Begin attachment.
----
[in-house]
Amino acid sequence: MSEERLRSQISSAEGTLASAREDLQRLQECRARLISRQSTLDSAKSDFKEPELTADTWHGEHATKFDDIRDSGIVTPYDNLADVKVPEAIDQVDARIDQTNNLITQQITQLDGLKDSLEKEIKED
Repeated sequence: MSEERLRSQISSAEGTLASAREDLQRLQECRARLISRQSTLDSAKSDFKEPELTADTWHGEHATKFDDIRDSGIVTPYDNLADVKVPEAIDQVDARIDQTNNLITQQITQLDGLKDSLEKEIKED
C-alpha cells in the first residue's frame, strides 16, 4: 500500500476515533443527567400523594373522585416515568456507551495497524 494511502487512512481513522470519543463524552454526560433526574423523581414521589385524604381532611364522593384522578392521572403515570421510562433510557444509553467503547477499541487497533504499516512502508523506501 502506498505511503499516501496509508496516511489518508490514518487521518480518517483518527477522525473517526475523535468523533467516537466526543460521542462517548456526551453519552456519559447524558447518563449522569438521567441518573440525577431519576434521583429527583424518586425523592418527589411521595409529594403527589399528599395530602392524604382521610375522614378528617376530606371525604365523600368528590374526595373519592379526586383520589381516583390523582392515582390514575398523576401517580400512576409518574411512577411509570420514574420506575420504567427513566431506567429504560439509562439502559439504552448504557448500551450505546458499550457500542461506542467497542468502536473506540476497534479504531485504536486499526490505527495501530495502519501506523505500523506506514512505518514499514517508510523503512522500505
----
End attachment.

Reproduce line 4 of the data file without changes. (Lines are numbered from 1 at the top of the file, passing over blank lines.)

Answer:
C-alpha cells in the first residue's frame, strides 16, 4: 500500500476515533443527567400523594373522585416515568456507551495497524 494511502487512512481513522470519543463524552454526560433526574423523581414521589385524604381532611364522593384522578392521572403515570421510562433510557444509553467503547477499541487497533504499516512502508523506501 502506498505511503499516501496509508496516511489518508490514518487521518480518517483518527477522525473517526475523535468523533467516537466526543460521542462517548456526551453519552456519559447524558447518563449522569438521567441518573440525577431519576434521583429527583424518586425523592418527589411521595409529594403527589399528599395530602392524604382521610375522614378528617376530606371525604365523600368528590374526595373519592379526586383520589381516583390523582392515582390514575398523576401517580400512576409518574411512577411509570420514574420506575420504567427513566431506567429504560439509562439502559439504552448504557448500551450505546458499550457500542461506542467497542468502536473506540476497534479504531485504536486499526490505527495501530495502519501506523505500523506506514512505518514499514517508510523503512522500505